In Depth: Now Italy faces the hangover after its 9GW PV party
That Italy connected 9GW of PV to its grid last year — nearly quadrupling its total capacity, and snatching the global crown from Germany — is impressive enough.
That it happened in the middle of the country’s sovereign debt crisis, the fall of the Berlusconi government and a tangle of confusion regarding its ever-morphing feed-in tariff makes it nothing short of astonishing.
Today, however, the Italian solar sector has the feeling of a house the morning after an epic party: worn out and littered with uninvited guests, with the hosts struggling to remember why they threw the party in the first place.
With sunlight creeping through the blinds and reality setting in — most analysts expect a market of about 2.5GW this year — the question on the lips of many in the Italian sector is: Have we created anything of lasting value?
Pessimists argue that the bonanza was little more than a get-rich-quick scheme rigged in favour of a handful of companies and investors — many of them foreign — with the Italian ratepayer left holding the bag.
But the reality, as industry sources tell Recharge, is not nearly so gloomy or simplistic. The PV boom did create lasting opportunities for Italian companies — but only certain kinds, and for those with the ability to move very quickly.
System integrators and engineering, procurement and construction (EPC) players would seem to have the easiest path forward. Although a significant amount of the installation work was performed by foreign companies, Italy’s PV boom also fuelled growth at a host of local firms.
“Maybe on an industrial level the Italian PV sector can’t be compared to other European examples, but downstream we have developed a lot of know-how,” says Valentina Leva, marketing manager at Italian PV distributor Enerpoint. “This knowledge is extremely useful in countries that are just now taking the first steps towards PV.”
The challenge for such companies will be moving beyond Italy into new markets around the Mediterranean, the Middle East and sub-Saharan Africa, says Elisa Baccini, head of Italian business for PV monitoring-equipment specialist SolarEdge Technologies. “If I were an EPC [contractor], I’d have already left Italy,” she says.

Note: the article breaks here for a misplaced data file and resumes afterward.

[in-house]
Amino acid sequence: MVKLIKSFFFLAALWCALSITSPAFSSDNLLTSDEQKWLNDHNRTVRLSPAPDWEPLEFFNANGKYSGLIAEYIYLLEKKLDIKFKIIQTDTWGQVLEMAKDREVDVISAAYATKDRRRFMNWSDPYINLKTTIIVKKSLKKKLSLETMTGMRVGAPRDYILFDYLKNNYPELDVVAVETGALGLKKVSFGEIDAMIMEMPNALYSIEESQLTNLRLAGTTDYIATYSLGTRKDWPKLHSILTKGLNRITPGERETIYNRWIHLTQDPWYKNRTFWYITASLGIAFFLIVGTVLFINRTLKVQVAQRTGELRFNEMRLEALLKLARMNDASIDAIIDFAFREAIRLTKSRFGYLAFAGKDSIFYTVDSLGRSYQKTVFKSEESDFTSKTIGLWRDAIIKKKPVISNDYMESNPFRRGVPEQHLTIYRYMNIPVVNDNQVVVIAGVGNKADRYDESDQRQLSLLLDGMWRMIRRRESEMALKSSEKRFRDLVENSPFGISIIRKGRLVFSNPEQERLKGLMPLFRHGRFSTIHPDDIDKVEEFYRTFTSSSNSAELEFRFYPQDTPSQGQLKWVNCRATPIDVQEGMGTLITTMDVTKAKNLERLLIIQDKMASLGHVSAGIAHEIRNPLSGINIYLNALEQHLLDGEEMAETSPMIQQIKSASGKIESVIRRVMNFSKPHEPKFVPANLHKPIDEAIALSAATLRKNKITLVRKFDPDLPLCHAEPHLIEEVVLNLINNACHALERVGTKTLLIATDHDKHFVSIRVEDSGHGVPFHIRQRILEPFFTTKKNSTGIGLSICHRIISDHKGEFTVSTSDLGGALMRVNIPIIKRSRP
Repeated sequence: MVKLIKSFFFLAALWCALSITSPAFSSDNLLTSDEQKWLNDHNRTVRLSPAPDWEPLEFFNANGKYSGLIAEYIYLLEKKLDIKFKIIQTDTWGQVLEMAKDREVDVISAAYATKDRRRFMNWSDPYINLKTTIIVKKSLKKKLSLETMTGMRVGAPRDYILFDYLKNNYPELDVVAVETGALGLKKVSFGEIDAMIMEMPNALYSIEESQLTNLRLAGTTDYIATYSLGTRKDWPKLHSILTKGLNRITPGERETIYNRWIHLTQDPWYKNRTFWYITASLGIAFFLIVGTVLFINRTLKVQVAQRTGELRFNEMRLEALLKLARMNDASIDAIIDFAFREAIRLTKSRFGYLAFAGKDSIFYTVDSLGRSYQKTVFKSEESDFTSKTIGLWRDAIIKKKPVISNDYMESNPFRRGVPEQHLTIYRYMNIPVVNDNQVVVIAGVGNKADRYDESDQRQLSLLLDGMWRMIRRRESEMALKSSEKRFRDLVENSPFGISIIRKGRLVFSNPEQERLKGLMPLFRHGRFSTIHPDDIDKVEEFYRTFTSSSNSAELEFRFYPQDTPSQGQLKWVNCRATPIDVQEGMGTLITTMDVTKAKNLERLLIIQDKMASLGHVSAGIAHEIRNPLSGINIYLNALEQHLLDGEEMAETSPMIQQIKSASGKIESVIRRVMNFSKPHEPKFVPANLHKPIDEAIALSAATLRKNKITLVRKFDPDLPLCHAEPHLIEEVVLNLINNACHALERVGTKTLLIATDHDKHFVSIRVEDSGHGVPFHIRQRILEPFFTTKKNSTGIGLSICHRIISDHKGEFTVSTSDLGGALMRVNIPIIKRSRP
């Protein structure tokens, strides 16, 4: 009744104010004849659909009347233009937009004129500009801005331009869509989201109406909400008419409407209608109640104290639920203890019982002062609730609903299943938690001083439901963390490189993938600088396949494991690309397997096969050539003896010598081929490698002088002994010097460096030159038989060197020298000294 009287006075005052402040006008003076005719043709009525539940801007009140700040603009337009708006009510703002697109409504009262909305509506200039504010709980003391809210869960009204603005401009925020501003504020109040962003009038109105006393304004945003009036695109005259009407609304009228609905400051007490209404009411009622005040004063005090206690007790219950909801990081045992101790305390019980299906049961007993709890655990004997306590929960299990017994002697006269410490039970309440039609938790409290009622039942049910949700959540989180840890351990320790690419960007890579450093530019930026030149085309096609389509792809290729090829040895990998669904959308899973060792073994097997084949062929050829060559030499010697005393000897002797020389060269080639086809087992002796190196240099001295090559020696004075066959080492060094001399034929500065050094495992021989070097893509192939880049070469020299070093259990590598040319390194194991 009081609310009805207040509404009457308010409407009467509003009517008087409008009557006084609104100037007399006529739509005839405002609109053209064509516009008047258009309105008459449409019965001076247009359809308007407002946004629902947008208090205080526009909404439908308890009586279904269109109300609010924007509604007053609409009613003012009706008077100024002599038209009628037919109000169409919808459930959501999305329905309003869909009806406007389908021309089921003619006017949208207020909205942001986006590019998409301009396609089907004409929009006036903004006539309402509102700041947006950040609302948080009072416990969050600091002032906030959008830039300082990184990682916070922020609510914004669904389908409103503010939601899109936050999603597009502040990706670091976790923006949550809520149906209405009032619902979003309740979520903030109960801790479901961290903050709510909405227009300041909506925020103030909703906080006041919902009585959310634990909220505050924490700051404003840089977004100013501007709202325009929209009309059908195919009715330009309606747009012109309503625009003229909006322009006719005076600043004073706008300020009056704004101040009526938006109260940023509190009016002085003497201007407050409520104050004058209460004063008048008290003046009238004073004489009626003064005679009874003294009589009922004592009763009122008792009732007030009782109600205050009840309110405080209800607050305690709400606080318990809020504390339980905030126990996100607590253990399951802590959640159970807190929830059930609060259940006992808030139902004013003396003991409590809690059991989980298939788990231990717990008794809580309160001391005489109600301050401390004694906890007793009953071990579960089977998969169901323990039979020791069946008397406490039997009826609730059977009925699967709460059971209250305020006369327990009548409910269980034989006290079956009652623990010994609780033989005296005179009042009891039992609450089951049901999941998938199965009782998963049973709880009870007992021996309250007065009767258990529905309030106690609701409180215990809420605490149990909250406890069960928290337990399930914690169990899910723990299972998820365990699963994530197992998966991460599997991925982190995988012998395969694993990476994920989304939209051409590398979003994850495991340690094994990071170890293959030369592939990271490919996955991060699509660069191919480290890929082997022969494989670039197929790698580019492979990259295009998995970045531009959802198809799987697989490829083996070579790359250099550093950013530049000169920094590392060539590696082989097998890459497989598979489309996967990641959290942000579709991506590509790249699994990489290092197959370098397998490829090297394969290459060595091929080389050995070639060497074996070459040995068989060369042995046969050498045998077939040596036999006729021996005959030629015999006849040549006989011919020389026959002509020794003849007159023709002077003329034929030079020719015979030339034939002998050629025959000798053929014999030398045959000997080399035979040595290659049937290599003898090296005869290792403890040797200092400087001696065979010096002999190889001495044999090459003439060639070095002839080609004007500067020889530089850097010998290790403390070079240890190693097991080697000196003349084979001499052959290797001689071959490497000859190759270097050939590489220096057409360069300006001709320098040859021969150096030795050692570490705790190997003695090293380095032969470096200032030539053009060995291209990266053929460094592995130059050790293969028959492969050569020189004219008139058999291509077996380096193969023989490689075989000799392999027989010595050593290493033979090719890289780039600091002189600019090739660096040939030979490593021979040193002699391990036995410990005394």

In some cases, Italian EPC companies may make interesting takeover candidates or joint-venture partners for major manufacturers looking to move downstream, notes Vincenzo Quintani, Suntech sales director for Southern Europe.
“I know Italian companies that can install 1,000-1,500 plants a year, which are being looked at very closely by major international groups,” he says.
For Italian manufacturers, however, the picture may be grimmer. Despite the recent boom, Italy was late to the PV table compared to many of its European peers.
As a result, it has fewer local manufacturers than most countries with comparable installed capacities, and those it does have tend to be smaller and more niche-focused.
As such, the success of Italy’s PV manufacturing base may ultimately ride on two factors: the willingness of government — in Rome or Brussels — to support production rather than just consumption; and the extent to which module buyers will one day be willing to pay more for “premium” kit.
That latter question is germane to all Western module makers, but particularly for Italy, the country that gave the world Prada and Lamborghini.
Convincing consumers that having an Italian module on their roof brings more cachet than a Chinese one may be the holy grail for the Italian industry, says Roberto Vigotti, chairman of the renewables working party within the International Energy Agency.
“When I buy an Italian car, I’m not buying a car — I’m buying music,” Vigotti says. “What are we Italians missing in terms of taking that next step forward in PV?”
Christian Steinberg, a senior consultant at Solarpraxis, thinks that such product differentiation will become more common as the PV industry matures.
“Even the cigarette industry has created unique selling points,” Steinberg says. “Why not PV?”
And while leading Italian PV companies race to internationalise their businesses, some observers point out that the Italian market itself still holds plenty of opportunity — perhaps without the intoxicating rush of the past few years, but also without the hangover.
The government has imposed a cumulative cap of 23GW for 2016, an annual support ceiling of €6bn-7bn ($7.7bn-9.3bn) and measures aimed at shifting the market from ground-mounted systems to rooftop installations.
But many observers see this as a starting point for negotiations, and expect the rules of the game to continue changing in line with the economics of PV.
“We have to acknowledge the mistakes made in the past few years and take stock in a responsible way,” says Valerio Natalizia, president of trade body Gruppo Imprese Fotovoltaiche Italiane.
“But the conclusion shouldn’t be that because we ran a bit too fast in the past, we must suddenly come to a complete standstill.”